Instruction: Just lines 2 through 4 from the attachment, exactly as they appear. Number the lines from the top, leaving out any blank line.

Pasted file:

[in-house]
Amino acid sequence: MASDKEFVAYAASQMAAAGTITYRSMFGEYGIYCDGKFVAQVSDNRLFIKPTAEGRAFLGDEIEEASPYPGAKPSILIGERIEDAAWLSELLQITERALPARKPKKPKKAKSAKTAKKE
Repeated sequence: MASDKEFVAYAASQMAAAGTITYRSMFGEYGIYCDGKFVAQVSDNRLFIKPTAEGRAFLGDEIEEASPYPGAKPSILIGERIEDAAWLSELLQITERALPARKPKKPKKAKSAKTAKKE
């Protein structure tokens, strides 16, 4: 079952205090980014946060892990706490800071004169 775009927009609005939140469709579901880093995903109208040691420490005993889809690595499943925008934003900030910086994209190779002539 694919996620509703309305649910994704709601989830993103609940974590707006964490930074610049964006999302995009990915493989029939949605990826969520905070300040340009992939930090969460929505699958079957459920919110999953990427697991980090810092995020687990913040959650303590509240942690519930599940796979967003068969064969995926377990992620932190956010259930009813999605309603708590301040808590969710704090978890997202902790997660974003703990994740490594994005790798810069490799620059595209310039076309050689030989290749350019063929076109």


Amino acid sequence: MASDKEFVAYAASQMAAAGTITYRSMFGEYGIYCDGKFVAQVSDNRLFIKPTAEGRAFLGDEIEEASPYPGAKPSILIGERIEDAAWLSELLQITERALPARKPKKPKKAKSAKTAKKE
Repeated sequence: MASDKEFVAYAASQMAAAGTITYRSMFGEYGIYCDGKFVAQVSDNRLFIKPTAEGRAFLGDEIEEASPYPGAKPSILIGERIEDAAWLSELLQITERALPARKPKKPKKAKSAKTAKKE
């Protein structure tokens, strides 16, 4: 079952205090980014946060892990706490800071004169 775009927009609005939140469709579901880093995903109208040691420490005993889809690595499943925008934003900030910086994209190779002539 694919996620509703309305649910994704709601989830993103609940974590707006964490930074610049964006999302995009990915493989029939949605990826969520905070300040340009992939930090969460929505699958079957459920919110999953990427697991980090810092995020687990913040959650303590509240942690519930599940796979967003068969064969995926377990992620932190956010259930009813999605309603708590301040808590969710704090978890997202902790997660974003703990994740490594994005790798810069490799620059595209310039076309050689030989290749350019063929076109």